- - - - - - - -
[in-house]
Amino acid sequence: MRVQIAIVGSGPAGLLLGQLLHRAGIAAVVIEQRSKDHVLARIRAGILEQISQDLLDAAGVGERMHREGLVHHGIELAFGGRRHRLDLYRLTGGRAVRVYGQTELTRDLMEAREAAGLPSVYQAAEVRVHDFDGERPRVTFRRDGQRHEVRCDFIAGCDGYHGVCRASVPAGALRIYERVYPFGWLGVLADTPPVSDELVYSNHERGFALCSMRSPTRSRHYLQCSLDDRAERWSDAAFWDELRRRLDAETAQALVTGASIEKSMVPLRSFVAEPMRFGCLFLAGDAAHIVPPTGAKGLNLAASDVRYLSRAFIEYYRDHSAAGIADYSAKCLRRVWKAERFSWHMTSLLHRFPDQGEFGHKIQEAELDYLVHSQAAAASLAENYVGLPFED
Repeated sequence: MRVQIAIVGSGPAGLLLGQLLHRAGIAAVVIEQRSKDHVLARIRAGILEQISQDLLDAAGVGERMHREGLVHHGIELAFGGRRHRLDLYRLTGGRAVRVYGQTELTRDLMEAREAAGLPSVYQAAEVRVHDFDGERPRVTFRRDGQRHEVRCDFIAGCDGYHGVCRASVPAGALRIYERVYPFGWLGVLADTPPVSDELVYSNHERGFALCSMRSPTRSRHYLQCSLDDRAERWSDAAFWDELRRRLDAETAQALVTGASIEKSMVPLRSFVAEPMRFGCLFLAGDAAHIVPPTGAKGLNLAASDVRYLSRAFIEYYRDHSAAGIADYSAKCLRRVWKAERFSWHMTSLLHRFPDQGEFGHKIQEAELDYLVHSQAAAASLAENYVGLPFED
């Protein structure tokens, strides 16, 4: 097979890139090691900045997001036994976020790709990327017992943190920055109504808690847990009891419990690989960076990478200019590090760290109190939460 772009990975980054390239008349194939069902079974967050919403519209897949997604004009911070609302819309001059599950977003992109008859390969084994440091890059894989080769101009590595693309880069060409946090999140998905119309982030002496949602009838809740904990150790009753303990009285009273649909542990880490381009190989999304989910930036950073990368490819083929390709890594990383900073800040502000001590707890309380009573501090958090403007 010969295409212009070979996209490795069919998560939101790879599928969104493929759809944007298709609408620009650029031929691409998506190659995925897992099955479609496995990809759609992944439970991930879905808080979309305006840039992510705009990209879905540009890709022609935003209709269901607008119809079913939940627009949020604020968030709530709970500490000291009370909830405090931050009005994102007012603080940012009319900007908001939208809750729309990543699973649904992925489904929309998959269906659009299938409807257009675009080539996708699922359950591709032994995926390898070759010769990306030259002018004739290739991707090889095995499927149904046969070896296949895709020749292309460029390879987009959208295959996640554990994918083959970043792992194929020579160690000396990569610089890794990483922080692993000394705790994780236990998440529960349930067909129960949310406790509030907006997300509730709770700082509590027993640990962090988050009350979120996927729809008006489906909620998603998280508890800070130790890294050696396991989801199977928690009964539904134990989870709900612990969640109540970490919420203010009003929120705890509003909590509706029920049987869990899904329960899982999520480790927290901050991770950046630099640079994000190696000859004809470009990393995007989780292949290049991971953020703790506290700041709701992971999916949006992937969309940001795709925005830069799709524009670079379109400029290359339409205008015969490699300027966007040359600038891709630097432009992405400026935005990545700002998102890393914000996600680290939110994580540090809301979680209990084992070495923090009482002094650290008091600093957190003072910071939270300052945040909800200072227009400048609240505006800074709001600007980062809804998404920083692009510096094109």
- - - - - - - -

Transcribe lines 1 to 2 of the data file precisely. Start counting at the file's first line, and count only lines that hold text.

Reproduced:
[in-house]
Amino acid sequence: MRVQIAIVGSGPAGLLLGQLLHRAGIAAVVIEQRSKDHVLARIRAGILEQISQDLLDAAGVGERMHREGLVHHGIELAFGGRRHRLDLYRLTGGRAVRVYGQTELTRDLMEAREAAGLPSVYQAAEVRVHDFDGERPRVTFRRDGQRHEVRCDFIAGCDGYHGVCRASVPAGALRIYERVYPFGWLGVLADTPPVSDELVYSNHERGFALCSMRSPTRSRHYLQCSLDDRAERWSDAAFWDELRRRLDAETAQALVTGASIEKSMVPLRSFVAEPMRFGCLFLAGDAAHIVPPTGAKGLNLAASDVRYLSRAFIEYYRDHSAAGIADYSAKCLRRVWKAERFSWHMTSLLHRFPDQGEFGHKIQEAELDYLVHSQAAAASLAENYVGLPFED